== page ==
Small business opportunities in Georgia’s capital are plenty. Follow our guide to launching your next venture here.
Proof that entrepreneurs love launching small businesses in Georgia’s largest city:
No. 1, Top Moving Destination in the U.S. (Penske, January 2014)
There are about 20,000 businesses in the city of more than 440,000 people, says Dr. Eloisa Klementich, the managing director of business development at startup incubator Invest Atlanta. And because Atlanta often tops lists for best places to start a business, you can expect more entrepreneurs to join them in a metropolitan area known for its lack of red tape. Here are the first steps to launching a business in the state’s capital.
Find your niche.
As a business hub, Atlanta is brimming with talented entrepreneurs starting businesses, so make sure to carve out your place.
“It’s better to be a big fish in a small pond than a small fish in the ocean,” says Jared Erni, owner of advertising agency VOAB Marketing. “Find a niche in your industry in which you can tailor your services or products.”
Andrew Poulos, principal of Poulos Accounting & Consulting Inc., who has helped individuals start small businesses for 20 years, suggests a variety of niche areas ripe for opportunity. In the Atlanta suburb of Tucker, a growing, affluent area that also has an aging population, Poulos says casual dining, retail businesses and assisted living facilities/services are needed. Another great niche is mobile food truck businesses, which can cater to burgeoning night life, festivals and parties, especially in the Buckhead and Midtown neighborhoods.
Once you’ve found that niche, know who your market is, what they like, what they want and why they want it, says Jovie Sumner, who cofounded Prosperous & Prominent Media with his wife, Tiffiny Fambro. A lot of people try to cater to everyone and end up catering to no one, he says, thus going out of business.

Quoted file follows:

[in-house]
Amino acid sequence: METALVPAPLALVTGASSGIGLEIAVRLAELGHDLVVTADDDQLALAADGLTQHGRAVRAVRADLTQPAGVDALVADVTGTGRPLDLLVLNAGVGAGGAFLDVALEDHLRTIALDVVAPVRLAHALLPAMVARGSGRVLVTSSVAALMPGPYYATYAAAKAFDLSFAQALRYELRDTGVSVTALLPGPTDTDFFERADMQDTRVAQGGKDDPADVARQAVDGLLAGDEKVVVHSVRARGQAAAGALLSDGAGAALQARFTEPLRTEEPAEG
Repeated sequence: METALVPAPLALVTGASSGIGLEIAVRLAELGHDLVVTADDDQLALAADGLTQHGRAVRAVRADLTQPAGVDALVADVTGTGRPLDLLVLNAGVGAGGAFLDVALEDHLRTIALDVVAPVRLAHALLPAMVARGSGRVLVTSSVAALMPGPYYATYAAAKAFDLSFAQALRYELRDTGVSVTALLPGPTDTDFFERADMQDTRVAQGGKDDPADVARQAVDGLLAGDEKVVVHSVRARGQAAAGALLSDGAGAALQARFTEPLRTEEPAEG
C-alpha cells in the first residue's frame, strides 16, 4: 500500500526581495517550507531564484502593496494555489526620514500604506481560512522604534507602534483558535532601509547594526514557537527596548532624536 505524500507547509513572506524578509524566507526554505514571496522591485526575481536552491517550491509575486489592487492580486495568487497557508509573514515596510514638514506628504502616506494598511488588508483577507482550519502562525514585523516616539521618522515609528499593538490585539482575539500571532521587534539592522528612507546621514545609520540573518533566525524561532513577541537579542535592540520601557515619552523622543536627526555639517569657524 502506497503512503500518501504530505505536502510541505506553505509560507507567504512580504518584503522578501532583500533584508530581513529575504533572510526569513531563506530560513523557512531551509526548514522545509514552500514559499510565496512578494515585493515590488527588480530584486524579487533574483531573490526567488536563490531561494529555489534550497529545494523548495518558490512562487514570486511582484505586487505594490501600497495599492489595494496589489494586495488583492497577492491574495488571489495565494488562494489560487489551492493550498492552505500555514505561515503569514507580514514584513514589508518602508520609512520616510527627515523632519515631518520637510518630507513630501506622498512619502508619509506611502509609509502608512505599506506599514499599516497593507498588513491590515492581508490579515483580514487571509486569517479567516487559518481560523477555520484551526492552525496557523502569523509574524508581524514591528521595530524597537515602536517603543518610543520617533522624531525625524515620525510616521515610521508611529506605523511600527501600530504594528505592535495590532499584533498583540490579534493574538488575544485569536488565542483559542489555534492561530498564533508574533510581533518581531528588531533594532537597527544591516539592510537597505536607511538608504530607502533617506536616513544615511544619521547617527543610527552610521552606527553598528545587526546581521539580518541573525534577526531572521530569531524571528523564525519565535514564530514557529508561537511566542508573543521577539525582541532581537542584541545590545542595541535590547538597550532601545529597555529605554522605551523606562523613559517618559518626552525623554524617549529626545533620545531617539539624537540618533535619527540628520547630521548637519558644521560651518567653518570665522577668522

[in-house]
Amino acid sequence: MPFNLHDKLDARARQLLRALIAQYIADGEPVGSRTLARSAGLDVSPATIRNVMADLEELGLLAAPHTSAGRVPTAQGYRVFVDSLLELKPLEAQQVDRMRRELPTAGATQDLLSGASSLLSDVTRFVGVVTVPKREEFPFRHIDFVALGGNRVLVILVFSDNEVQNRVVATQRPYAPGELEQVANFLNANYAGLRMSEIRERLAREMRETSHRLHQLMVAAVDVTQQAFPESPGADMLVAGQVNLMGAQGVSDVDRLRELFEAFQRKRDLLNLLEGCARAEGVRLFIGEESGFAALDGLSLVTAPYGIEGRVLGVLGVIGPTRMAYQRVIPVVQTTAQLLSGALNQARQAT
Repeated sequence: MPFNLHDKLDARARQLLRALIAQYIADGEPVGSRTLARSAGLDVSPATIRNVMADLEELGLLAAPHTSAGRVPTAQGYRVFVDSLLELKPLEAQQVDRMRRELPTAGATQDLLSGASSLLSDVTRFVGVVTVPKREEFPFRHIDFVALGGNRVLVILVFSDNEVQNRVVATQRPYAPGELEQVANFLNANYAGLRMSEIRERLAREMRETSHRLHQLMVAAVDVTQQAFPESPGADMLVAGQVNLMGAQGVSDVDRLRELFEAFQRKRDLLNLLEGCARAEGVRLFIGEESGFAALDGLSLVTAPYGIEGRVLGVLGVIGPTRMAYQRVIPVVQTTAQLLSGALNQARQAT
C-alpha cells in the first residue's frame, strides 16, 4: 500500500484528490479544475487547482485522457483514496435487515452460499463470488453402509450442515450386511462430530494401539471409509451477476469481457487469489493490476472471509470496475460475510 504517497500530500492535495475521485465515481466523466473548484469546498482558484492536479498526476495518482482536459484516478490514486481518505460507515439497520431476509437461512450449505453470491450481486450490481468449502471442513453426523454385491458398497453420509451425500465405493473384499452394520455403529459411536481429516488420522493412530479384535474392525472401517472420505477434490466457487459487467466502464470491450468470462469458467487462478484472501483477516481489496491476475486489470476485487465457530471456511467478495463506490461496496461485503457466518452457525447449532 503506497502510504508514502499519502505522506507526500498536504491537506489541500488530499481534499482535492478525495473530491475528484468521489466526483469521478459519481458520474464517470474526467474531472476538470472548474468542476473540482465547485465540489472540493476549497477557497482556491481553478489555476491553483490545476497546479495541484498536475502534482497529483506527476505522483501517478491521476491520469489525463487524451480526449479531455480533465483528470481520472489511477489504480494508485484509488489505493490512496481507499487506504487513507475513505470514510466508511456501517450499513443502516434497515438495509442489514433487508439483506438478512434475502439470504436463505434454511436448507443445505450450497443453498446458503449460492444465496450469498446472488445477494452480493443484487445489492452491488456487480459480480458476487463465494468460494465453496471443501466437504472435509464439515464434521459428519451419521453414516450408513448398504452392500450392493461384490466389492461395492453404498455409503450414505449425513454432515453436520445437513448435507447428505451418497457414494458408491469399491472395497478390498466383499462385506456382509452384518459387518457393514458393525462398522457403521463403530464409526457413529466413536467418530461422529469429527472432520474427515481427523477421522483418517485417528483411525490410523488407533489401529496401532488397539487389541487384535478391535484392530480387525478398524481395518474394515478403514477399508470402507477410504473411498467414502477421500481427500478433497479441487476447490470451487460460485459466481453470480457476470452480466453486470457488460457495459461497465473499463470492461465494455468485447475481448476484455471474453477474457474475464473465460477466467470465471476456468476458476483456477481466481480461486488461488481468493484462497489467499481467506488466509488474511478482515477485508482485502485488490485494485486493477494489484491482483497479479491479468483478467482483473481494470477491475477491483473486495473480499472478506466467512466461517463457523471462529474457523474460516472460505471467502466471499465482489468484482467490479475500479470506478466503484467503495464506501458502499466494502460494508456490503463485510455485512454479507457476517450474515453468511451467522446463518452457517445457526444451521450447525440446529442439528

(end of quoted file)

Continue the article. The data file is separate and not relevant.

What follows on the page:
Build a network.
In a metropolitan area like Atlanta, developing a professional network builds awareness for your business and connects you to the city’s movers and shakers, who can help provide advice and support. Michael Lang, founder of Chaperone Technologies, which provides network-protection software, suggests several options for building your network:
· Meetup, a website that Lang used to find others working in the same industry in Atlanta
· Twitter, where you can follow other successful Atlanta entrepreneurs and engage on common topics or conversations to build a friendship and ask for advice
Andy Powell, co-founder and CEO of CallRail, a phone analytics platform, also recommends several organizations that connect entrepreneurs with peers, provide collaborative working space and host great community events: Atlanta Tech Village and the Advanced Technology Development Center.
As you build your network of like-minded people and service providers such as lawyers and accountants, take advantage of their expertise, Powell says. Offer to buy them a cup of coffee and pick their brains.
Learn the landscape.
Startup incubators such as Invest Atlanta and Startup Atlanta help individuals launch small businesses. For example, Startup Atlanta offers a map showing networks/associations, accelerators/incubators, coworking spaces, innovation centers, academia, events and more. The City of Atlanta also provides a variety of resources to get business owners started on learning local laws, such as applying for a business license, determining any professional licensing needs (applicable industries include medicine, cosmetology and athletic training) and obtaining building or zoning permits.
Consider physical locations as well, Poulos says. A real estate agent can provide information on growing affluent areas, but here’s a list to start: Tucker, Decatur, Dunwoody, Marietta, Buckhead, Midtown and downtown around Georgia State University and the Georgia Institute of Technology.
Learn more about NFIB in Georgia.